Yamaha RD400 TZ – The Moto Conspiracy
Written by Martin Hodgson.
It’s hard to deny that Yamaha made some exceptional motorcycles in the ‘70s. Two of those machines are arguably ‘ride before you die’ bikes; namely the insane RD two-strokes and the now legendary TZ racers of ‘King’ Kenny Roberts. So when Dallas bike builder Isiah Booth of The Moto Conspiracy was commissioned to build a raffle bike for the Tenth Annual Dallas Rockers vs Mods gathering, he decided there was no better way to honour these two legends of the ’70s than to combine them into one hell of a machine. To get it done he found a 1977 RD400 and teamed up with Jason Small of Small Time Moto to build a very special race themed machine, nicknamed the ‘Giant Killer.’
The particular RD400 that Isiah found was in fairly poor condition, ok that’s being very kind, it was burnt and badly. Either there had been the kind of fire that occurs when 40-year-old electrics mix with petrol or someone had decided the seat would be a good place for a BBQ and then let the flames spread. But for this build the rear end wasn’t going to be used anyway and the engine itself while still smelling like overcooked steak was structurally intact. Stripped back to its bare bones it was built just the way a race bike should be, from the ground up! The entire tail section was cut off and Isiah fabricated a new rear that would match the TZ body work to be fitted later. The swingarm is new too, taken from an RD350lc, the tubular design brings to the party reduced weight and a monoshock setup. To complete this part of the build a new forward shock mount was then brilliantly fabricated so that the rear shock height can be adjusted if required.
With the basic frame completed it was back to the RD400 motor to fit back in as the heart of the beast and what an engine it is! With the later ’70s also came vehicle emissions tests and the 2 strokes were losing the war, so instead of go out with a whimper like much of its competition Yamaha built the RD400 as a fitting farewell to the blue smokers. A twin cylinder at just 398cc probably doesn’t sound like much to the modern generation, but as a 2 stroke with reed valves and twin Mikuni carbs a leading publication at the time gave this comparison. If you rode the new Honda Hawk 400 four-stroke back-to-back with the Yamaha RD400E, you’d swear that Yamaha’s two-stroke jet would yank the headlight right out of the Honda. If that’s not enough power Isiah fitted up a set of beautiful period correct expansion chambers for a few extra ponies and an unbelievable sound.
With that snappy power in place where the RD engine seemingly magnifies a quarter-inch turn at the twistgrip to a yards-long leap at the rear wheel Isiah made the very clever decision to fit a steering damper, taken from a YZF- R1. The rest of the front suspension remains relatively standard to keep the period correct look, a TZ replica would be all sorts of wrong with USD forks, but the already good front brakes are improved with a drilled rotor. Out back the new mono-shock assembly features an adjustable shock to allow the bike to be dialled in and the built-in height adjustability means riders of all sizes can tune the handling for just the way they like it. The RD is like its throttle response, a snappy handler, thanks to its short wheel base, short trail and low weight of 170kg fully loaded, but the wheels were far heavier than they should have been. No problem on this machine as they’ve been swapped out for the much lighter RD350 spoked items fitted with Avon rubber.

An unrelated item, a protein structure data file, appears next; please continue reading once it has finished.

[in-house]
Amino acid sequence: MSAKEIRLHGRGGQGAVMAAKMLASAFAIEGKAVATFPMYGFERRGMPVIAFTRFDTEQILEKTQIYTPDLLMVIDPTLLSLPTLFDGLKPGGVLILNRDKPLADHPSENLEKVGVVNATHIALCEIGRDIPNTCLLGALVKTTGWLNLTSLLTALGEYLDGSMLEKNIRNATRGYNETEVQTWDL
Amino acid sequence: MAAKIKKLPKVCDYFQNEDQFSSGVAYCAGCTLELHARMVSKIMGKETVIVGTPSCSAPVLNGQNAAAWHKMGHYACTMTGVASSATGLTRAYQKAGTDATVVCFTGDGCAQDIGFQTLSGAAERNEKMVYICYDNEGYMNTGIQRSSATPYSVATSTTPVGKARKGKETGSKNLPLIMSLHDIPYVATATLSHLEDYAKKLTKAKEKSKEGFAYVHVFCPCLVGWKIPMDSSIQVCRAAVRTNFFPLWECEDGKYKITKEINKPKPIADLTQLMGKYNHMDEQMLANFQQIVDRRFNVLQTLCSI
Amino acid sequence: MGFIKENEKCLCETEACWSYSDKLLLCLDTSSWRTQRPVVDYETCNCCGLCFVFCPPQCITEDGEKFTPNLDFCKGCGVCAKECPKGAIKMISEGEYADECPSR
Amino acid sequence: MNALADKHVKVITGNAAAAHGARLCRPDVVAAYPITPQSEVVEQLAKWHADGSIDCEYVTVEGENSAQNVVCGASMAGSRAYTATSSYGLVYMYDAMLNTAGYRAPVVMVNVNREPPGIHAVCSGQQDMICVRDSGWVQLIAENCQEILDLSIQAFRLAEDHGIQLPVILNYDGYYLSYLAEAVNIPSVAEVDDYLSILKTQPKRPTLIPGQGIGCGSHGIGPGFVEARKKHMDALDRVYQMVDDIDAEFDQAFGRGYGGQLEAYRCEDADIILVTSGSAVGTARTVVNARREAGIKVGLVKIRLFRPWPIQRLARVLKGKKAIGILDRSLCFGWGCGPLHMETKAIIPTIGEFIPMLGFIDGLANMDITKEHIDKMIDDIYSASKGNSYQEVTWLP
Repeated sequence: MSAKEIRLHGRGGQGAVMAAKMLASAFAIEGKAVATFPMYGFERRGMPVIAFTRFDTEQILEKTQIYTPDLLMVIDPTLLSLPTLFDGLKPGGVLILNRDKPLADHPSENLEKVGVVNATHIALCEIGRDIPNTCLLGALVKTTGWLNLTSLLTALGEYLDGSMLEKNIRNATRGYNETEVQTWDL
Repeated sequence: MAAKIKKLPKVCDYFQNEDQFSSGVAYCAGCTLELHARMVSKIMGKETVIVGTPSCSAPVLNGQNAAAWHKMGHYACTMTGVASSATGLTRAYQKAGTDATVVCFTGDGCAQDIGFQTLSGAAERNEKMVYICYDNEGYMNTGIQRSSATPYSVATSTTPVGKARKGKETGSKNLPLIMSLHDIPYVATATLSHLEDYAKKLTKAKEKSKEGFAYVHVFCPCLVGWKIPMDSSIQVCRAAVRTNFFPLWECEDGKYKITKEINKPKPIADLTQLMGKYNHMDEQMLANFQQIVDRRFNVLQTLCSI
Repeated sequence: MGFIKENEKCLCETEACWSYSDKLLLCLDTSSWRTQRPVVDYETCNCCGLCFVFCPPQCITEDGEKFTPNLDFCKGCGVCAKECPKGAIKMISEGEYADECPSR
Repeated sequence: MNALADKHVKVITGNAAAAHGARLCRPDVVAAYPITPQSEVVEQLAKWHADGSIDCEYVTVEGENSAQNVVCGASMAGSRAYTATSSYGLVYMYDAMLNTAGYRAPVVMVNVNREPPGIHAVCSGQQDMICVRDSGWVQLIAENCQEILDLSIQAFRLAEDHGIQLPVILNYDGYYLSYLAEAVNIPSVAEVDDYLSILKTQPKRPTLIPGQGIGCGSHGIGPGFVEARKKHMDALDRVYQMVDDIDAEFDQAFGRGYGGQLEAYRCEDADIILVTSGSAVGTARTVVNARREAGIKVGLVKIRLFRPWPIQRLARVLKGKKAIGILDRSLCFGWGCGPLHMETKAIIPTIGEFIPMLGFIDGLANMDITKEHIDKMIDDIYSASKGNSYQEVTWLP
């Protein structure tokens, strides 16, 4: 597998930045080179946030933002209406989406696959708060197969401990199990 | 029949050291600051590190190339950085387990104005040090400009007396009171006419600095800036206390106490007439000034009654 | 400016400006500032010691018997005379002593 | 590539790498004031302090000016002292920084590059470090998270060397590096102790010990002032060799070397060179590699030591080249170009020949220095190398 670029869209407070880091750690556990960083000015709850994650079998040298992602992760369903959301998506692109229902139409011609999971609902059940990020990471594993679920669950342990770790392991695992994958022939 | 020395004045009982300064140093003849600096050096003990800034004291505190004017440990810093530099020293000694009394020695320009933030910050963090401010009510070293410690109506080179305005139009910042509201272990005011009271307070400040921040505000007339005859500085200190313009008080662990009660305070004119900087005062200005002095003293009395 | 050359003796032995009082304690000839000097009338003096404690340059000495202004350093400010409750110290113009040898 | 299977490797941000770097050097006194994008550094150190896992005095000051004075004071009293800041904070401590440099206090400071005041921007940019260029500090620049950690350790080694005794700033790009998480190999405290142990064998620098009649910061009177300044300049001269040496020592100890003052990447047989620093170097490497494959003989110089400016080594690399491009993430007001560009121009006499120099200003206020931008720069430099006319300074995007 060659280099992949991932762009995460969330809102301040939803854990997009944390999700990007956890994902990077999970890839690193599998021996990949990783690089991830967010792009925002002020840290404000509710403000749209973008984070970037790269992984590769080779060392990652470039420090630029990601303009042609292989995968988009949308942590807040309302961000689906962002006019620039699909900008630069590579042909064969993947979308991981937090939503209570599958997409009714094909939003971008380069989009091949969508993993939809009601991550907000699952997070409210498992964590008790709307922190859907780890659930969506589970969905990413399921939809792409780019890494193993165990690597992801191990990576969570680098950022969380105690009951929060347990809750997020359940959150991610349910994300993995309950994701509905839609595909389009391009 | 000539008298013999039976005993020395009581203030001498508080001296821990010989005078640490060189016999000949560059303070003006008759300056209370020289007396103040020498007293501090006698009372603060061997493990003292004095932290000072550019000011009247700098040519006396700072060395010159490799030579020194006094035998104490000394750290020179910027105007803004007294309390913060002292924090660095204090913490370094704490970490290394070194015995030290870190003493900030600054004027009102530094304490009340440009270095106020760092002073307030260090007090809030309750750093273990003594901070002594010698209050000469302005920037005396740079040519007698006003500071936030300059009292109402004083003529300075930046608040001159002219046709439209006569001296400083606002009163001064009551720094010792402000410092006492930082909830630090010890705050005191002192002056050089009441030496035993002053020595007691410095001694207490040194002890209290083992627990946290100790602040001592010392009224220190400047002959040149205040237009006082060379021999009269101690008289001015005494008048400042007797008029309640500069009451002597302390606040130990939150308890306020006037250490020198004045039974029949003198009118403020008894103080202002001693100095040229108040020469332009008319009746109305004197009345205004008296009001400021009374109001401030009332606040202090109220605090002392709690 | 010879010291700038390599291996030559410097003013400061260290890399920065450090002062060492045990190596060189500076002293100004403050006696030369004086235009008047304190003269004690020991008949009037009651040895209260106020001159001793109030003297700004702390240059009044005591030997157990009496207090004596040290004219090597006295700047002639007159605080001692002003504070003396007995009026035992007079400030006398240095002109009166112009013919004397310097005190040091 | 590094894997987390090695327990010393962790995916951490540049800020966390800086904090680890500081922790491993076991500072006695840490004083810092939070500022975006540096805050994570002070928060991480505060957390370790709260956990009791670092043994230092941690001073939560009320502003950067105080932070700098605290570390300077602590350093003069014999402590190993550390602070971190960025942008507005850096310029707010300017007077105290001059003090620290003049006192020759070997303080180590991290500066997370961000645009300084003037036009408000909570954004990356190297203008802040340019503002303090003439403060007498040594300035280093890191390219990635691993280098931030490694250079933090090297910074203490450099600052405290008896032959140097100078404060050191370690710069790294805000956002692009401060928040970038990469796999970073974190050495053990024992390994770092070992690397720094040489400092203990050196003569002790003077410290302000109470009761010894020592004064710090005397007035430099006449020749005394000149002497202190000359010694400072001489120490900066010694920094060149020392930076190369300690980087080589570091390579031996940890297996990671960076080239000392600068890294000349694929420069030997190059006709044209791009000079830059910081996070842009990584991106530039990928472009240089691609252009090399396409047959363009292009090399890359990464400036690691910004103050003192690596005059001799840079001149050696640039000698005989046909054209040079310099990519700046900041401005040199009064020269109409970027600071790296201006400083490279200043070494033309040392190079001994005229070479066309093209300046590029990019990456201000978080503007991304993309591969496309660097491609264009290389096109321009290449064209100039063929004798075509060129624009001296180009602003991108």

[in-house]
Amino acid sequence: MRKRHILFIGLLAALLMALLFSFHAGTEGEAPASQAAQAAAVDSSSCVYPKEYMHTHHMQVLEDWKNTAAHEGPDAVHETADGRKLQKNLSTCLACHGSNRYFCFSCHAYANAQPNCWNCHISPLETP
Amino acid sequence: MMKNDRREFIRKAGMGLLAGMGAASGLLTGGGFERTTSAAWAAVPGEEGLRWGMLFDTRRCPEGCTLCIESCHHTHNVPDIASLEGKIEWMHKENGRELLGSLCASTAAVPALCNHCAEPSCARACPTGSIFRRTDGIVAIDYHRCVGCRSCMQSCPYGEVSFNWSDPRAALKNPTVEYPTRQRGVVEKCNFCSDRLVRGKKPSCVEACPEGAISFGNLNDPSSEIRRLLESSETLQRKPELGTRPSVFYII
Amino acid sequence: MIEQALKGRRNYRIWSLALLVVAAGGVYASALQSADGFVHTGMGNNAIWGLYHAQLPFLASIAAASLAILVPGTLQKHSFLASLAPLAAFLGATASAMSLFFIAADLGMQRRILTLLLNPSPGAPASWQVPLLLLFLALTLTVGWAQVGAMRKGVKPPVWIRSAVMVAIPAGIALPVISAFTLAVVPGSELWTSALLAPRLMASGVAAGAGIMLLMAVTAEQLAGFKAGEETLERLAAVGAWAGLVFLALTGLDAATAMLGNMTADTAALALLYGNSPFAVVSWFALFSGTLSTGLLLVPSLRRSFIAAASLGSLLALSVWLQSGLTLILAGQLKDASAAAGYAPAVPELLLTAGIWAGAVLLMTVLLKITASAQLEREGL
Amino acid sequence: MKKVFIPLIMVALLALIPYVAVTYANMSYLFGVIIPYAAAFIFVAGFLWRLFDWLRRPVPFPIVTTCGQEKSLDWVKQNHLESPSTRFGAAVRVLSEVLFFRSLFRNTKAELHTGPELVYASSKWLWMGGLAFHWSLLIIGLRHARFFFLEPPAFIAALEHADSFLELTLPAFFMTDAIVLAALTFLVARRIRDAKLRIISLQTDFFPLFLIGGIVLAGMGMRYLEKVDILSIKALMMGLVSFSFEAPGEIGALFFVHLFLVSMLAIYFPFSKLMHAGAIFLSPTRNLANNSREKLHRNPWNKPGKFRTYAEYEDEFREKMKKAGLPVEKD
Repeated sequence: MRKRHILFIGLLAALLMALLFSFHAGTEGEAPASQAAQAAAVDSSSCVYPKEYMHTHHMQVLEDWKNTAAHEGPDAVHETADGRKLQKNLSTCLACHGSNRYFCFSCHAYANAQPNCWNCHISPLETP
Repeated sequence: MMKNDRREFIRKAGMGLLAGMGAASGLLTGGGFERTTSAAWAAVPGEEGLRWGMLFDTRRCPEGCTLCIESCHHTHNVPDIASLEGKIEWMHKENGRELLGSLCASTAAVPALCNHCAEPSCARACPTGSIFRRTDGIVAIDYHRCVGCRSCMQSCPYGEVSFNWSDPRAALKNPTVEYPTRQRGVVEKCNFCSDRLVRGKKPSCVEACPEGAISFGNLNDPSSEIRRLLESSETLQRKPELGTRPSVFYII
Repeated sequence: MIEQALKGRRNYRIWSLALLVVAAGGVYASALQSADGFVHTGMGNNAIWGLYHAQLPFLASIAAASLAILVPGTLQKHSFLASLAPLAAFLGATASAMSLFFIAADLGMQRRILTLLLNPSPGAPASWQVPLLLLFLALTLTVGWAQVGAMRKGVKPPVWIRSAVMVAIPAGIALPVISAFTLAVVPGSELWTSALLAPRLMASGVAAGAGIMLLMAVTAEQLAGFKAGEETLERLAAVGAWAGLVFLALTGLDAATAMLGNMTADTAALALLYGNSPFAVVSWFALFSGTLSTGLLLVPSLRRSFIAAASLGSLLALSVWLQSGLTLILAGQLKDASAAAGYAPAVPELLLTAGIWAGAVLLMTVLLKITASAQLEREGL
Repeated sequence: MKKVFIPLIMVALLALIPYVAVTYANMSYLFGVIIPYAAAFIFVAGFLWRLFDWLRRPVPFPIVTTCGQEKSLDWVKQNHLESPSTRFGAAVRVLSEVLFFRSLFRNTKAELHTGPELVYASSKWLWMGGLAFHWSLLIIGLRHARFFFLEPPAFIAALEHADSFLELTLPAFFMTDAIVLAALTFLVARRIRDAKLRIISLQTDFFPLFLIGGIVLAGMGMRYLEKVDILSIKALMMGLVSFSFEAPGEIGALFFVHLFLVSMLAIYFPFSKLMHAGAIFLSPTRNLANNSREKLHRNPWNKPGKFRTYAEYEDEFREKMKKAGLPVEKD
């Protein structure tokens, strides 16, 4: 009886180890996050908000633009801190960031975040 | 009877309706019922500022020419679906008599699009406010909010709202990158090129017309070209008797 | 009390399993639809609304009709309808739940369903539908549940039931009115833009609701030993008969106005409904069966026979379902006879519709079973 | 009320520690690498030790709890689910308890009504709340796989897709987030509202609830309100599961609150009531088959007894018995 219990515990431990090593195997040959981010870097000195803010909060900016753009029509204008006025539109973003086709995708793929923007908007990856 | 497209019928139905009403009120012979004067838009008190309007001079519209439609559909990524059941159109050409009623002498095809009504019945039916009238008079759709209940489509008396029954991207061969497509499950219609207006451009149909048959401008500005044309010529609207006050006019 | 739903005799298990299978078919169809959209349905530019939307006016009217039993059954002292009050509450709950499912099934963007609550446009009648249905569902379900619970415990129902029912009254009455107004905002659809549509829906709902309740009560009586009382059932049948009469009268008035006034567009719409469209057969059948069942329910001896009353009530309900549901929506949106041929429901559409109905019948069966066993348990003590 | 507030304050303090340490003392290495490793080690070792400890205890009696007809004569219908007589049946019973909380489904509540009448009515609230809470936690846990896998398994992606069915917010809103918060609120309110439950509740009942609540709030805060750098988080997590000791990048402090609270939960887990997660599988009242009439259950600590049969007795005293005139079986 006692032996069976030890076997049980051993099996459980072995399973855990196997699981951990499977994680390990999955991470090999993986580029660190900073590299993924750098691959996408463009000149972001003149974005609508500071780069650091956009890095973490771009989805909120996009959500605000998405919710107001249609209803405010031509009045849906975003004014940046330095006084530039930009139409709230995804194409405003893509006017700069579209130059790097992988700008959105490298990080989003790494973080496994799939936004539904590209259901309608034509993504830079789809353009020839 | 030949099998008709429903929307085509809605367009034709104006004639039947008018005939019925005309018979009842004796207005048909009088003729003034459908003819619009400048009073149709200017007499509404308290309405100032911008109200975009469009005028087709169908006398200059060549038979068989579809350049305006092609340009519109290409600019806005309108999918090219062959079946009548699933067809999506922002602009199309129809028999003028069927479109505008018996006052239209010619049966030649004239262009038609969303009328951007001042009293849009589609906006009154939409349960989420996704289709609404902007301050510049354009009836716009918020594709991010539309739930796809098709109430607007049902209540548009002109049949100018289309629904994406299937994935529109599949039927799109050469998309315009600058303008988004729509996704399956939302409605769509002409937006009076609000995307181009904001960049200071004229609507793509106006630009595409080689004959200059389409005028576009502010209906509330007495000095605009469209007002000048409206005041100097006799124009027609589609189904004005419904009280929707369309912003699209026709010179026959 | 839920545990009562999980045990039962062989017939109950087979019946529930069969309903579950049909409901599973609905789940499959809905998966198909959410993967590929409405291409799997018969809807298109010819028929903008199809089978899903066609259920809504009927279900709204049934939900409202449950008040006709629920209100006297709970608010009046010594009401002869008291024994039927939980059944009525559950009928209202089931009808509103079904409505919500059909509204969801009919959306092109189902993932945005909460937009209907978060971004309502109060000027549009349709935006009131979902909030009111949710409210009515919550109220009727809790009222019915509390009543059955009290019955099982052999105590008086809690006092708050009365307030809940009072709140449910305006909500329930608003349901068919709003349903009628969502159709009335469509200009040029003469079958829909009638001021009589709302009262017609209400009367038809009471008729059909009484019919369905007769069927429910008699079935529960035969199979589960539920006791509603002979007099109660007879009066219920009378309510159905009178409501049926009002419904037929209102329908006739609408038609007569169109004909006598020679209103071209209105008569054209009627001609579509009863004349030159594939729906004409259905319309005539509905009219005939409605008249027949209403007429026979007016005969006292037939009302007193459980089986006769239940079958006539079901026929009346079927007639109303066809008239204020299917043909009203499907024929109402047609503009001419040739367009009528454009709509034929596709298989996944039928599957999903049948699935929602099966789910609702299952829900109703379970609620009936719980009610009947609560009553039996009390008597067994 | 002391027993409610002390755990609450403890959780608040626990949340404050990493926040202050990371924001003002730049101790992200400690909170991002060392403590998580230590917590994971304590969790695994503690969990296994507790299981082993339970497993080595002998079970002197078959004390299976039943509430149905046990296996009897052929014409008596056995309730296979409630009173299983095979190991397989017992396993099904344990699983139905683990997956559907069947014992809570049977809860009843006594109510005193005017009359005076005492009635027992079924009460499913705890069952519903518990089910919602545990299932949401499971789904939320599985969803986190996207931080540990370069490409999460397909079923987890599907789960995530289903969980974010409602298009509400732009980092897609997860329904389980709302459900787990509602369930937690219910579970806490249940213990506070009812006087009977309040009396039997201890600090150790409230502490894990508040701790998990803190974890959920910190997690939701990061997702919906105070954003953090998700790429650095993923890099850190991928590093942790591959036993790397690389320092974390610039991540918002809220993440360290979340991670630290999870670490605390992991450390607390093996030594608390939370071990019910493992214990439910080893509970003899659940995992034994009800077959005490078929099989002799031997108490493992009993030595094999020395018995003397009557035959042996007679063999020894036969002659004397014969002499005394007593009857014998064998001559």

What really gives this build the TZ element of the merger of two giants is of course that legendary bodywork that became so well-known across the globe with all of King Kenny’s successes. The TZ250 fairing comes from Airtech Streamlining, fitted with a Gustafsson windscreen with Isiah making all the mounts in-house for a picture perfect fit. The legendary long tank and fender come from Meadspeed in the UK and again it was the job of TMC to expertly fit them to the frame, with lots of clever tricks utilised to make it look as if it was always meant to be.
With the bare body fitted up the paint gun was wielded by Jason who laid down the flawless paint in a true Yamaha theme of White and Red before the placement of factory decals give a look that would have been right at home in the race paddock. The final touch is the race number applied to celebrate the years Dallas Rockers vs Mods have been getting together.
Further adding some TZ racing credentials are the beautiful rearsets, adjustable, but mounted in true racer fashion for the rider to get down and stretch out over the tank. While up the front low mounted clips-ons match the theme perfectly and look race tidy with new a single switchblock and just a master cylinder for that minimalist look of the period. The only instrumentation is a tacho that was mounted on in-house fabricated metal work and that’s all the information you need on a tuned RD400, its full concentration or big problems.
So important was concentration and throttle control Cycle Source warned potential RD buyers the RD400 serves notice: be careful and well, or be foolish and sorry. With the bike complete you have a chance to be careful or foolish as raffle tickets are available to win the bike at the Tenth Annual Dallas Rockers vs Mods with a portion of the proceeds going to the Deep Ellum Community Association/Frankie 45 Suicide Prevention.
[Photos by Dat Mai]